Among the first operators were Charles Caskey, bookkeeper at Diehl & Caskey; Harry C. Upson, co-owner of Newell & Upson; Harry B. Houghton, bookkeeper at Citizens Savings; Clarence Howland, manager of Thomas Phillips & Co.; and Pope bicycle agent Clinton D. Miller, owner of the 99 Cent Store.
“Under ordinary motion the average bicycle will move over the ground about four times as fast as a person can walk; so the businessman who now takes 15 or 20 minutes to reach his office or store can, by mounting his nickel-plated steed, traverse the same space in not to exceed five minutes — not to speak of the healthful exercise,” the Beacon explained.
The men practiced riding at Grace Park, Union Park and, their favorite, Fountain Park, home of the Summit County fairgrounds, which offered a horse track with a flat surface. In order to master their new hobby, the bicyclists decided to organize a club “for mutual instruction and contests.”
The Akron Bicycle Club debuted with a series of races during the Summit County Agricultural Society’s annual fair Oct. 3-6, 1882, at Fountain Park. Crowds watched as the men climbed aboard their bikes and furiously pedaled around the track for a $25 prize.
When a little girl darted into his path, cyclist Clinton D. Miller swerved to avoid her. He flew over the handlebars, struck his head, got up and dusted himself off. Nine days later, he died of a brain injury, the first bicycling casualty in Akron history.
In May 1883, the club drew up a constitution, adopted bylaws, established $1.50 dues and opened a clubhouse on East Mill Street. It also added members, including Charles Howland, Bert Work, Kenyon Conger, Harold Jacobs, Karl Pardee, Carl Sumner, Harvey Hollinger, Frank Kryder and William Hoye.
The cordial group agreed to wear matching uniforms for rides: dark green coats, light shirts, knee breeches, red stockings and green caps.
Club members sponsored road trips to Stow, Hudson, Medina, Canton and Massillon. Sometimes they rode back to Akron on trains after a long day.
On one excursion to Stark County, four cyclists gave up after suffering broken wheels on the rocky roads. During a rainy trip to State Mill, Doc Carter crashed into the Ohio & Erie Canal.
The club competed for gold medals, silver cups and new bicycles in races across Ohio. William H. Wetmore of Cuyahoga Falls won a 2-mile race in 1883 at the Wheelmen’s League at Columbus.
“At the last lap Wetmore was trailing, but by a most extraordinary burst of speed that brought out the wildest applause, he passed the wheels and won by a clear lead of at least ten yards,” the Beacon reported. “In the evening, he gave an exhibition of fancy riding.”
When Wetmore died of tuberculosis four years later, club members arrived at the funeral with floral wreaths shaped like broken bicycle wheels.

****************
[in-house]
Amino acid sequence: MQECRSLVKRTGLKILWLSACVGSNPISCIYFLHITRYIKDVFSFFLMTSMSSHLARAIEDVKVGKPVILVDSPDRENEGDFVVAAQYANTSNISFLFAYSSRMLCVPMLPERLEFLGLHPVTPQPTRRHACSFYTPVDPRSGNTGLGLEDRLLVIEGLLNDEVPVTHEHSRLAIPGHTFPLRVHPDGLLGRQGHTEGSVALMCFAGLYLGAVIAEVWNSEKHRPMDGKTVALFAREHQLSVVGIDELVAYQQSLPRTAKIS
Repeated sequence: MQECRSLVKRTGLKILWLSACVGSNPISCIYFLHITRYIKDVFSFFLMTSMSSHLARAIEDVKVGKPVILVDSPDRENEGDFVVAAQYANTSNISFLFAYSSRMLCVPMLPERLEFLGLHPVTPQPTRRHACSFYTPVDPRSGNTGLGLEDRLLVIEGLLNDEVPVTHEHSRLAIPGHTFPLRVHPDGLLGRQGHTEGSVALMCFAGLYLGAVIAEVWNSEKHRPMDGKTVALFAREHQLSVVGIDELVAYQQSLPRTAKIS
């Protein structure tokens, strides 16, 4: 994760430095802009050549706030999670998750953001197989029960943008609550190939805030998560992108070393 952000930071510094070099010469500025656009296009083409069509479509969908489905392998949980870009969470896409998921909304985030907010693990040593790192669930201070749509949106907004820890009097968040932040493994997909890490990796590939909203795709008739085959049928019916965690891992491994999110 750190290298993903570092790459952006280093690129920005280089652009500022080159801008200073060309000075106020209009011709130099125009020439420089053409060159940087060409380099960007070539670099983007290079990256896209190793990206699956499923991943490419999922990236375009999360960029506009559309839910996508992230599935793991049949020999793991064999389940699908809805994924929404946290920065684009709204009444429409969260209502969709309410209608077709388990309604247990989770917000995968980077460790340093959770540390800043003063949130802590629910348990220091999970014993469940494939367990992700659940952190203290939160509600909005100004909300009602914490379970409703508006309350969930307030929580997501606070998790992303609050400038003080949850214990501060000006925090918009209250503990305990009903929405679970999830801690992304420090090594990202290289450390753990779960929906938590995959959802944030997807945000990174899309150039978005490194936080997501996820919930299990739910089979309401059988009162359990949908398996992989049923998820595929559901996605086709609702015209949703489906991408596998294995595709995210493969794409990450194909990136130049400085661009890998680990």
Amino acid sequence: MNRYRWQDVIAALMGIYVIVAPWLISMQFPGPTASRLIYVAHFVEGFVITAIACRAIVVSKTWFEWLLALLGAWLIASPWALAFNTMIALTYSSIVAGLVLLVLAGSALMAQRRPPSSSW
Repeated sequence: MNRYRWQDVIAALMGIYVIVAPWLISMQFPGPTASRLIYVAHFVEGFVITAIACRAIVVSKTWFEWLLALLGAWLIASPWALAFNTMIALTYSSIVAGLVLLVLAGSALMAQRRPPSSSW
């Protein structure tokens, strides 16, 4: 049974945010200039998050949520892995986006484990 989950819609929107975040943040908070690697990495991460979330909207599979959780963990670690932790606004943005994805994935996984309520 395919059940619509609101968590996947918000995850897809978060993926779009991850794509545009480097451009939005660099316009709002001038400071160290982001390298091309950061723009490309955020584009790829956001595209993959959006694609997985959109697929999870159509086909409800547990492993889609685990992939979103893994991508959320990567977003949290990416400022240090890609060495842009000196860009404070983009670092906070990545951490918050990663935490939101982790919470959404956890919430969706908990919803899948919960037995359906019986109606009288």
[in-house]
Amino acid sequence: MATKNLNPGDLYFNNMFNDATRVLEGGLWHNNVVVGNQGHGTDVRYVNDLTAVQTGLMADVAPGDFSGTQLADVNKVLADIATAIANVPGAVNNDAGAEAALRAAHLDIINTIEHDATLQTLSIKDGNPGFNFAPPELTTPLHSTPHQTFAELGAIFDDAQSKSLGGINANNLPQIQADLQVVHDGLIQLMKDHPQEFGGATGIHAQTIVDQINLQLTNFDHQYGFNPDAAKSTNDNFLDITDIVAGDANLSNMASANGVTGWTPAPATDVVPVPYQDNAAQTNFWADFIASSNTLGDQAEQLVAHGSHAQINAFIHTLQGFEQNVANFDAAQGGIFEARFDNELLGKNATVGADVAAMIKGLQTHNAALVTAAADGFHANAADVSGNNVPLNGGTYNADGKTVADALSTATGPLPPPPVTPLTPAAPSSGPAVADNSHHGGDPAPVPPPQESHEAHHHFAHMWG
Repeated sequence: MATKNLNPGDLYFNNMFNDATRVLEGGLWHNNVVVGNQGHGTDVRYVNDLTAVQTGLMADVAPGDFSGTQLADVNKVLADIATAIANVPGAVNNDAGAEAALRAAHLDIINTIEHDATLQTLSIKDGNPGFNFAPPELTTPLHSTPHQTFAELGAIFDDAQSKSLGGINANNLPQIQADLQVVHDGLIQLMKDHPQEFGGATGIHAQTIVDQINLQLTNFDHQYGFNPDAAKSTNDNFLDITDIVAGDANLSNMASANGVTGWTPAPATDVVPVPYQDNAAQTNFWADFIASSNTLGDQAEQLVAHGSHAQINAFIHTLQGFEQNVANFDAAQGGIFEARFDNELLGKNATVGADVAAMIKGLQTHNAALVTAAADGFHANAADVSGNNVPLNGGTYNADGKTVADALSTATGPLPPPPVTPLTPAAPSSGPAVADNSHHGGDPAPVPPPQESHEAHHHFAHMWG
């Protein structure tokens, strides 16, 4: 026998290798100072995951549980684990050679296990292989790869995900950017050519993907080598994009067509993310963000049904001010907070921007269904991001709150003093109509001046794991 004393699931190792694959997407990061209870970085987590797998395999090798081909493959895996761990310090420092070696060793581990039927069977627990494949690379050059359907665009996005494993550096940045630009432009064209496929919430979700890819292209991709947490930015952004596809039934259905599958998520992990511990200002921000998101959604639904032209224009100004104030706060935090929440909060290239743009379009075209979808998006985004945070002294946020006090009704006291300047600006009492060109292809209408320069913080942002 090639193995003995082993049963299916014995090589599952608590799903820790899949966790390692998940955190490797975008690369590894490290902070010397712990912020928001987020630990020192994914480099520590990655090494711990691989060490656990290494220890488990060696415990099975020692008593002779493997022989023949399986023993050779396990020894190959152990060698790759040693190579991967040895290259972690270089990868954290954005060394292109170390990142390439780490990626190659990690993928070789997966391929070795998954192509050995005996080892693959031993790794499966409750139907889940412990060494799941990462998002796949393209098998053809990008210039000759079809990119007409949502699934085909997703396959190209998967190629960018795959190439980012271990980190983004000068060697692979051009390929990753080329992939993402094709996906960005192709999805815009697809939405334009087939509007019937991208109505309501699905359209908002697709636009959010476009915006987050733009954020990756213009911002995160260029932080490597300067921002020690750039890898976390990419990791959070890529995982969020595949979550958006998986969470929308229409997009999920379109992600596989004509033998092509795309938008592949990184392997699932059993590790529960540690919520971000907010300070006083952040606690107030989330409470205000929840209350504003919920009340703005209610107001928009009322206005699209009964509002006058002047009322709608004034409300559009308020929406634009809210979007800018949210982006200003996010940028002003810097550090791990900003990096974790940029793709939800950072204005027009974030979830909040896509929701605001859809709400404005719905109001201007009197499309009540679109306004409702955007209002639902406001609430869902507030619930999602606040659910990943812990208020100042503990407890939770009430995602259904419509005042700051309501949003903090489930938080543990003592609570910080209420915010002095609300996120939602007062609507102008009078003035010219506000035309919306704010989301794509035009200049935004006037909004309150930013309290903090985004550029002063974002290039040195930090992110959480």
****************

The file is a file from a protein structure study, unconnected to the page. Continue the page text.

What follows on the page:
By 1884, the Akron Bicycle Club boasted 20 members — the fifth largest club in the state behind Cleveland (60), Cincinnati (58), Springfield (28) and Columbus (27). Members had new uniforms: blue coats, blue pants, blue stockings and blue caps (with gold cord).
In July 1886, the club sponsored an unusual race at Fountain Park between Chicago bicycle champion John S. Prince and W.W. Richardson’s trotting horse Eva. About 400 people attended.
The 5-mile race was a back-and-forth contest between man and mare.
“The home stretch was reached and the crowd stood up and cheered and cheered again as they witnessed the bicyclist’s desperate efforts to pass the mare,” the Beacon noted.
Eva won by 3 feet. Total elapsed time: 16:09.
A bit of a poor loser, Prince told the crowd that he would have won, but the track was too sandy.
By 1891, Akron had about 250 bicyclists and the club had 40 members in gold-and-purple uniforms with red caps.
The club’s proudest moment was a lantern race that it sponsored Sept. 25, 1891. Hundreds of bicyclists and thousands of spectators arrived for the night parade around downtown Akron.
Riders decorated their bicycles in bright colors and put Chinese lanterns on the handlebars, creating an eerie glow.
“Big wheels and little wheels, safeties and ordinaries, Columbias, Victors and Warwicks, wheels with cushion tires and wheels with no tire at all; wheels of all kinds, classes and conditions of repair, but on each a gentleman, lady or lad proud and happy to form a part of the bicycle carnival of last evening,” the Beacon Journal reported the next day.
“… The immense mass of people upon the streets last evening was the subject of universal comment. A circus or a political meeting can fill Akron’s streets, but it is evident that to bring out the entire city a bicycle parade is required.”
The Akron Bicycle Club continued for a few more years, but the free-wheeling novelty wore off. The group’s last reported excursion was a June 1894 ride to Old Portage for supper. Months later, the group dissolved.
By then, the bumpy streets of Akron had something new to offer. Horseless carriages, gleaming contraptions that commanded attention, roamed Ohio with increasing regularity.
It wouldn’t be too much longer before the Akron Automobile Club was organized.
Mark J. Price can be reached at 330-996-3850 or [email protected].